This 1 Piece of Advice From My Therapist Changed the Way I Look at Relationships

I'll be the first to admit that over the years, I've gotten into the habit of having extremely high expectations for the people in my life. I'm someone who gives a lot to the people I love while rarely prioritizing myself. It's honestly pretty toxic, and it's led to some form of disappointment in almost all of my relationships. Luckily, I'm more self-aware than I used to be, and it's something I've been working on through therapy.

I was recently venting to my therapist about the people who I feel have let me down in some way, mostly by not loving or protecting me in the same way I would for them. My therapist validated my feelings but also gave me a piece of advice that completely transformed the way I look at my relationships. She said, "You cannot expect someone to give you something that they just don't have to give."

She said, "You cannot expect someone to give you something that they just don't have to give."

She went on to explain that we're all on different journeys and have our own burdens that impact the way we love, protect, and interact with the people in our lives. You can be frustrated with someone you care about for not treating you how you feel you deserve to be treated, and you can choose to remove those people from your life, but you can't project your expectations onto someone and demand a certain type of treatment if they genuinely just don't have that to give to you. There are certain things we have to realize about ourselves in order to be evolved enough to give love, and if we haven't faced our demons, sometimes the love we give isn't always easy for people to receive. My therapist explained that the people in my life love me, but maybe they don't have it in themselves yet to give me what I'm looking for.

This advice has caused me to really look at why I'm not satisfied in my relationships, and one thing I've learned about myself is that I have a very difficult time verbalizing my feelings. I've been relying on others to just know what I'm thinking, which isn't fair and puts a lot of pressure on my friends, family, and romantic partners. I don't ask for what I want, and I expect people to know how I need to be loved, how they've hurt me, etc. without actually telling them. Most of the disappointment I've felt has come from this internalization and inability to communicate.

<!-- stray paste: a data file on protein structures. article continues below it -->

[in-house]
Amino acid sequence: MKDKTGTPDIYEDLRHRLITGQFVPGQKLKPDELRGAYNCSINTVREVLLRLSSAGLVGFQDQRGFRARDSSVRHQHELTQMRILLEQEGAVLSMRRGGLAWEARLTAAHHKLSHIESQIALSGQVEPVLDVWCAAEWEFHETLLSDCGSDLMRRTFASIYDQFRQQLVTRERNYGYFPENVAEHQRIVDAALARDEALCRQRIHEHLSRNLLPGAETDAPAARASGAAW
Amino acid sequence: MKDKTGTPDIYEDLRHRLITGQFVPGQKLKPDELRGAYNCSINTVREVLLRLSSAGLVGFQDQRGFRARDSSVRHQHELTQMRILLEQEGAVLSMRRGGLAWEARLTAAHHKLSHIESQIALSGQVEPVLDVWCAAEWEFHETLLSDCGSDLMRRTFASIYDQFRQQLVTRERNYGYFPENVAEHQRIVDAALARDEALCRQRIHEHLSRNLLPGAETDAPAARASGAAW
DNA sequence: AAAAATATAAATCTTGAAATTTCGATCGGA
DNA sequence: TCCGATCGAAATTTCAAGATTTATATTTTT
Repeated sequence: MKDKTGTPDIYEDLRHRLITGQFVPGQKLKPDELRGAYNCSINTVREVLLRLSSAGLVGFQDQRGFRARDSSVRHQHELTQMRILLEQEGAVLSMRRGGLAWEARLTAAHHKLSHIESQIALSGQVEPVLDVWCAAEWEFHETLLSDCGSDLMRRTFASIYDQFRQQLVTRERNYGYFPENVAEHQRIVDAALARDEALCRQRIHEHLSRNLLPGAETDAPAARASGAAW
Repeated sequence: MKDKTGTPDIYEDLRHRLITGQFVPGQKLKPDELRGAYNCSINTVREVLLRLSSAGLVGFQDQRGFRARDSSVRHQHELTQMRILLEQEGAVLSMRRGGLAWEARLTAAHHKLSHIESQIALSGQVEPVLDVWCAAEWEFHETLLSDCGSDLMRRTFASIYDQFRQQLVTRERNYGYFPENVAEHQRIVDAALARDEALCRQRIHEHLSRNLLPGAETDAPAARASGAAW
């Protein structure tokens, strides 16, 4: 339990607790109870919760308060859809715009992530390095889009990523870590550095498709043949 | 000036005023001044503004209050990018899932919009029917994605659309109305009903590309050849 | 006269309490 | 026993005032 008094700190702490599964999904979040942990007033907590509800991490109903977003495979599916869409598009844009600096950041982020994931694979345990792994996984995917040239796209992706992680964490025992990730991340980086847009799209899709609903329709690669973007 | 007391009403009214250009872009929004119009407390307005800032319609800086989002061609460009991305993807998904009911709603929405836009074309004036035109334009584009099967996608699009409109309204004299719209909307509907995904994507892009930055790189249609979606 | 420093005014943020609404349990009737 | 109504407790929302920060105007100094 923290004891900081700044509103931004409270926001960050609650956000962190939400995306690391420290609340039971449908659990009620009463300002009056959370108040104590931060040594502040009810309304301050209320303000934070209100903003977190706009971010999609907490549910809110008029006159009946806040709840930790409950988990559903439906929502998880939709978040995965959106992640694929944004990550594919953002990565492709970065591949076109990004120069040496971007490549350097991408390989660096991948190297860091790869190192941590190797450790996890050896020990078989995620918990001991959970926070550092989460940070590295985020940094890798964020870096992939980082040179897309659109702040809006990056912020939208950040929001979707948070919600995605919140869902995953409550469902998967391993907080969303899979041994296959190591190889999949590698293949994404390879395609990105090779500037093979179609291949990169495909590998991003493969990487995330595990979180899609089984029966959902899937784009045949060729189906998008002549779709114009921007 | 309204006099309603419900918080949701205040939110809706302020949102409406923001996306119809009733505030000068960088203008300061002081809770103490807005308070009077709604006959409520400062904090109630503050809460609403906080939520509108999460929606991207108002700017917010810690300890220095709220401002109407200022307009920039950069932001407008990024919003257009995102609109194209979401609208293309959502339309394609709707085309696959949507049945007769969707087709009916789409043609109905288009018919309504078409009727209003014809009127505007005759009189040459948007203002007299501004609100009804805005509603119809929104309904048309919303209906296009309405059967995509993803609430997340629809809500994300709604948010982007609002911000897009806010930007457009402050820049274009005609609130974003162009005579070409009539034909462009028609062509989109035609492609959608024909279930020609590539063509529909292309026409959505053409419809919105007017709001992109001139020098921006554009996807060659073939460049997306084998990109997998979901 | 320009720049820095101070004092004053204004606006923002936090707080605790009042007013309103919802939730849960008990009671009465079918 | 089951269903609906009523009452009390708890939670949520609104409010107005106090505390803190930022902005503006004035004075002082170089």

Applying this advice to my relationships has already begun to change my life. My biological father and I have had an extremely strained relationship for the past five years, and I very recently told him where my frustrations and apprehension to spend time with him stem from. I explained that I feel he doesn't care about me, and he explained he thought I just enjoyed my space and didn't want him to butt into my life or be intrusive. We've spent so long on rocky terms simply because he wasn't giving love the way I wanted him to, but now I know that maybe he doesn't have that to give to me. Now we're communicating better, and I can alter my expectations of him to be more in line with what he has to give.

Moving forward, I know I have to tell people what I need and then understand what they have in their emotional capacity to give. I know I don't have to settle for people who aren't giving me what I need or deserve, but I'm looking forward to communicating with the people I love most to make sure our relationships are satisfying and functioning at their highest potential. Also, if someone can't give me their all, I can be aware that maybe I don't have to give them my all, either. And that's OK.